A review of the key compliance requirements that EPHIPA lays down for POs indicates that for the most part they are not new, but are consistent with the existing HINP requirements. The EPHIPA provisions build on these HINP requirements, creating a more detailed code, adding provisions respecting consent directives and making the PO’s full privacy and security framework subject to a tri-annual audit by the Information and Privacy Commissioner. In addition, significantly, EPHIPA contemplates the Ministry of Health and Long-Term Care stipulating minimum standards for privacy and security systems for the EHR networks – a power that is not contained within the current PHIPA. This power to stipulate minimum practices, procedures and safeguards respecting privacy and security represents EPHIPA’s most significant change to the existing law, apart from the addition of rules responding to consent directives. The continuity will be helpful in transitioning from the existing HINP regime to the PO regime, although it can be anticipated that the ministerial power to stipulate rules respecting privacy and security may lead to more stringent requirements meeting province-wide, increasingly unified standards.
Presumably, given the potential for more rigorous compliance requirements, the designation of POs will result from a negotiated process between the government and service provider organizations who are candidates for the designation. It can be anticipated that the three key regional integration networks currently supported by eHealth Ontario (cGTA, cSWO, cNEO) likely will be include the first POs designated. What is not clear is whether the government intends to move proactively to designate other regional or category-specific EHR Networks. To the extent that this is the intention, significant discussions can be contemplated addressing the timing and expectations with respect to any such transitions.
Impact of EPHIPA on Network Agreements
As noted, EPHIPA can be viewed as a transition of obligations currently met by HINPs to the more rigorous code required to be met by POs. Does this eliminate the need for a Network Services Agreement between a PO and participants in the network? As currently understood, EPHIPA does not stipulate this requirement. It may be posited that the substantive content within the current HINP requirement for agreements (s.6, PHIPA Regulations) should reasonably be satisfied by the more explicit provisions of EPHIPA. However one can envisage a continuing role for a Network Services Agreement under the PO framework. Firstly, on some basis, there will need to be a commitment or agreement by the PO to provide the network services. This commitment should necessarily involve a description of the services, or reference to a roles and responsibilities document, setting out not only the obligations of the PO but also the responsibilities of the participants toward the PO. Secondly and not unimportantly, the respective liabilities and, as appropriate, limitations on those liabilities, of the PO and the participants should be addressed in an agreement.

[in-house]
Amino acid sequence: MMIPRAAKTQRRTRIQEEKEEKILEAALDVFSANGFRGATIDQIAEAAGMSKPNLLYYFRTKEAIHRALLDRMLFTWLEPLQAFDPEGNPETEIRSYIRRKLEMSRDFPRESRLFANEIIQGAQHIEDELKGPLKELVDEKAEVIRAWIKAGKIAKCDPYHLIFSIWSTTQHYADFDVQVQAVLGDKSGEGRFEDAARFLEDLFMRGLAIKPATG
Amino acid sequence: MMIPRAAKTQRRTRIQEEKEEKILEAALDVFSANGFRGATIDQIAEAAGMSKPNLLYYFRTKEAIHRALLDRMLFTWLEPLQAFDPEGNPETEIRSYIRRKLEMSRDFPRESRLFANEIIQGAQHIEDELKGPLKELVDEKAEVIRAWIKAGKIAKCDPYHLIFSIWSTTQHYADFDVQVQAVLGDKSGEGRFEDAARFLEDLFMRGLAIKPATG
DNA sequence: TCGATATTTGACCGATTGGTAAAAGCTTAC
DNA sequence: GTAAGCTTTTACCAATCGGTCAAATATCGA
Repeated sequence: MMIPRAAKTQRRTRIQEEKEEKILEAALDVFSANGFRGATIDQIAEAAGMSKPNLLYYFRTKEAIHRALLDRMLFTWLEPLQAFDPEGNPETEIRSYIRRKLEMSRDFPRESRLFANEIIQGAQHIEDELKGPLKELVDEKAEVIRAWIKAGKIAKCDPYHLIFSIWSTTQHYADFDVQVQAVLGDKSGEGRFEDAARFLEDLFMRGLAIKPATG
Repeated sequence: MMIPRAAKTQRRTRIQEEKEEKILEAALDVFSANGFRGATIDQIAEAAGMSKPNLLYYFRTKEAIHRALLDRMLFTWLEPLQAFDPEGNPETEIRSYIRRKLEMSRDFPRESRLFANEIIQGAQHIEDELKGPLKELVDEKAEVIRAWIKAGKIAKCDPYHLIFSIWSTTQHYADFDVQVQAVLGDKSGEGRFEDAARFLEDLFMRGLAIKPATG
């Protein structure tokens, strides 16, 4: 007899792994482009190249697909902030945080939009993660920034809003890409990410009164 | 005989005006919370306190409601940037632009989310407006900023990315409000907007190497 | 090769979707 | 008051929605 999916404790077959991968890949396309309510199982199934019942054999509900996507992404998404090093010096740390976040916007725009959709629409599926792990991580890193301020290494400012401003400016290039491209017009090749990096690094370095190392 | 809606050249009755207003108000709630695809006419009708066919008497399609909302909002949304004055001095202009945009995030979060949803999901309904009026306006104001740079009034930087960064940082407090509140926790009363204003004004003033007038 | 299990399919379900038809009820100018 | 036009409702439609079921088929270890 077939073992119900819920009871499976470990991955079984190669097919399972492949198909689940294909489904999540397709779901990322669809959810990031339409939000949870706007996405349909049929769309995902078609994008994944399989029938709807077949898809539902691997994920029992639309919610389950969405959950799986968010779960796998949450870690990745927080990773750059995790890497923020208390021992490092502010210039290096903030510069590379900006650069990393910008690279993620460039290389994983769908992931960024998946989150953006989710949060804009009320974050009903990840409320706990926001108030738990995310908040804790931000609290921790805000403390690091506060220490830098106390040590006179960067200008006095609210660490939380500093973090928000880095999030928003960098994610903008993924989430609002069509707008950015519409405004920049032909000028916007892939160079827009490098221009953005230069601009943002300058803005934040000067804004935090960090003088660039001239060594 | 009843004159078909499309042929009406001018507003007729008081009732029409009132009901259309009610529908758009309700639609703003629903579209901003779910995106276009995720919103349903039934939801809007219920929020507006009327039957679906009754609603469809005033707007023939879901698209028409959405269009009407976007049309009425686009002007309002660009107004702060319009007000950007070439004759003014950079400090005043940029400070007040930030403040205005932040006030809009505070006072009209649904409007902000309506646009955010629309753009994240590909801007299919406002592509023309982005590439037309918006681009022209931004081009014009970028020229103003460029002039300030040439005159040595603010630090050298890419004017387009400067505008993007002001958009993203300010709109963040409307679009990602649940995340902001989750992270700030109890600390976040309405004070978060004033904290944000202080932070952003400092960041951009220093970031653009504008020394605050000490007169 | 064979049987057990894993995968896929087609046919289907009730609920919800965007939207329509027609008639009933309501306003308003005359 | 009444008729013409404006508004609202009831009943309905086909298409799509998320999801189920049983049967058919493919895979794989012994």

Will there continue to be a role for Data Sharing Agreements within the EPHIPA regime? It should be remembered that Data Sharing Agreements are entered into among the participants of a network and typically do not include the HINP (unless it is also a participant). They address not only the basic “agreement” to share data but also the mutual obligations between participants to protect that data, as well as any liability limitations and indemnity obligations. While the enhanced obligations under EPHIPA may give network participants confidence that their data will be protected within the EHR hosted by the PO, this protection does not extend to data when shared with (i.e. as received by) another participant. Furthermore, EPHIPA contains no provisions addressing potential liability limitations or indemnity among the participants.
In sum it can be envisaged that, at least within the environment currently sketched out by EPHIPA, the contractual framework including obligations and responsibilities as currently provided for by Network Services Agreements and Data Sharing Agreements, will continue to be relevant for EHR networks governed by the PO regime.
For more information please contact:
David Young 416-968-6286 firstname.lastname@example.org
Note: The foregoing provides only an overview and does not constitute legal advice.
© David Young Law 2015